The impression this article creates is that there are some doubts in the UNP, and in particular its leadership, about the alliance. Perhaps the strategy earlier of the party was to exacerbate differences between Gen Fonseka and the President and persuade him to run as a third party candidate. When it became clear that he was not prepared to sacrifice himself in that way, the idea then sold to them by increasingly independent strategists was that he would become essentially a standard bearer for their policies.

By changing the letter so dramatically, the General showed that he had no intention of becoming a puppet, and that he still wanted to ensure the primacy of his own approach to politics. This is entirely understandable, and that is why I was surprised at the claim in the article that the initially leaked document had been agreed upon. I cannot for a moment conceive of the General freely agreeing to some elements in the original document, and I can also see why he needed to stress other elements if he is to put himself forward as a serious Presidential candidate running on his security credentials.

That is why the media finds the passive voice so useful. It would be interesting however to find out who had agreed upon the first document. The suggestion later that the text had been prepared in consultation with the Opposition parties also seems misleading, in that the text seems rather prepared by those Opposition parties to satisfy their own requirement of common ground. Thus they gave their sop to Cerberus by concentrating initially on the General’s personal grievances, but planned to end with a flourish by emphasizing areas on which they could agree, and which they assumed would be electorally popular.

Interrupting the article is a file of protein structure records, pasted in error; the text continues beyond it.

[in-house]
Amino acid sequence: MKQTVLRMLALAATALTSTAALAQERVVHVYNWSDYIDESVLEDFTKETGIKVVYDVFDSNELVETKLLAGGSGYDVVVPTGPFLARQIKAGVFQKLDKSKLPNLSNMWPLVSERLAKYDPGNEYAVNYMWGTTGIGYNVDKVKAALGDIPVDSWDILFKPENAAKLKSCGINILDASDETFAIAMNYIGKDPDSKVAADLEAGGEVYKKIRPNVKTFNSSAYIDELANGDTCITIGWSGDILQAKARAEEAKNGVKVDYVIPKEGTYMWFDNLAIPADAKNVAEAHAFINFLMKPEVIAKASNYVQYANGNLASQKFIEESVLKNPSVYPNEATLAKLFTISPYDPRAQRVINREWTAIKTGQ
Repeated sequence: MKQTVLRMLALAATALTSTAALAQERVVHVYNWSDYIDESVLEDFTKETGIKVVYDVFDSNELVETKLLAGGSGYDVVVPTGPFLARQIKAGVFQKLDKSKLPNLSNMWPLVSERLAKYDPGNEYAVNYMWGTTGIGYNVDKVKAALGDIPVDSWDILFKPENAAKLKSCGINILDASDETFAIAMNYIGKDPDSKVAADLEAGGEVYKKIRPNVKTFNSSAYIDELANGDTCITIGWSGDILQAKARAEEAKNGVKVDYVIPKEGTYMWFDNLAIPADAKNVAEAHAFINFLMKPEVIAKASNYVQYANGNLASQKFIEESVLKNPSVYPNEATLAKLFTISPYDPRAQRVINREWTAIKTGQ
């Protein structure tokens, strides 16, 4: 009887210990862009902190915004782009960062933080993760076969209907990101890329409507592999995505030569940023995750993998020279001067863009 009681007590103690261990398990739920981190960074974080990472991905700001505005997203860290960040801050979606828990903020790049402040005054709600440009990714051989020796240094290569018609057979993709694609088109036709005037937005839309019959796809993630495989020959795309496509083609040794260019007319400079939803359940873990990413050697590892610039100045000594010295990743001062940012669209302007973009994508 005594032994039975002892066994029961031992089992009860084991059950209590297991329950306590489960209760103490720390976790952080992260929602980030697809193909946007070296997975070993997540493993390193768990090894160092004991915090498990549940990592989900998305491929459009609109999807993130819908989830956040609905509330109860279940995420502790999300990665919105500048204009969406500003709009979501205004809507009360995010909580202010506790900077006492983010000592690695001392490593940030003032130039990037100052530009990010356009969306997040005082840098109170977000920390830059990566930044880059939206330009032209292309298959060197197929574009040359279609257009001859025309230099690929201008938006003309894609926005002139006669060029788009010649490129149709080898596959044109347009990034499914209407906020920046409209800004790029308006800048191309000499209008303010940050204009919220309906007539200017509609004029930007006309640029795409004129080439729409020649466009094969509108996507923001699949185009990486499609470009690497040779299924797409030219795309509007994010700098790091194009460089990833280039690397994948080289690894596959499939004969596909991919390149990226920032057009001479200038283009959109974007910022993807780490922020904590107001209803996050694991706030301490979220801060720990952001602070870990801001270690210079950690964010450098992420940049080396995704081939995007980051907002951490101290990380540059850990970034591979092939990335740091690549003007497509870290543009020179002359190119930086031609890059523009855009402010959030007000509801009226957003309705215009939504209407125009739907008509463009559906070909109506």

Obviously the UNP and the JVP could find common ground now, institutional memories being so short, on the need to protect the media and fight corruption and reduce the cost of living. But since victory also needed the total support of the minorities, the plight of the IDPs had to be highlighted. Since, contrary to earlier critiques, resettlement was proceeding apace, the joint Opposition draft stressed the need for freedom of movement for those still within the Centres. Sadly for them General Fonseka turned that on its head, ignoring that point and instead raising objections to swift resettlement, and in particular security concerns.

I find it difficult to believe that the General was hypocritical enough to agree to the original draft and then renege on this agreement. Rather, if the newspaper article was in any sense accurate, it would seem that those negotiating on his behalf agreed on a text that was inspired by what might be termed joint opposition concerns. He then refused to be party to subterfuges that made a nonsense of concerns he had raised previously.

Perhaps by now the concerns raised by the article have been settled, and we will have more joint opposition statements that will take in the international community while also winning votes. But I suspect there will be many more intriguing letters and dissonant declarations before this confusing game draws to a conclusion.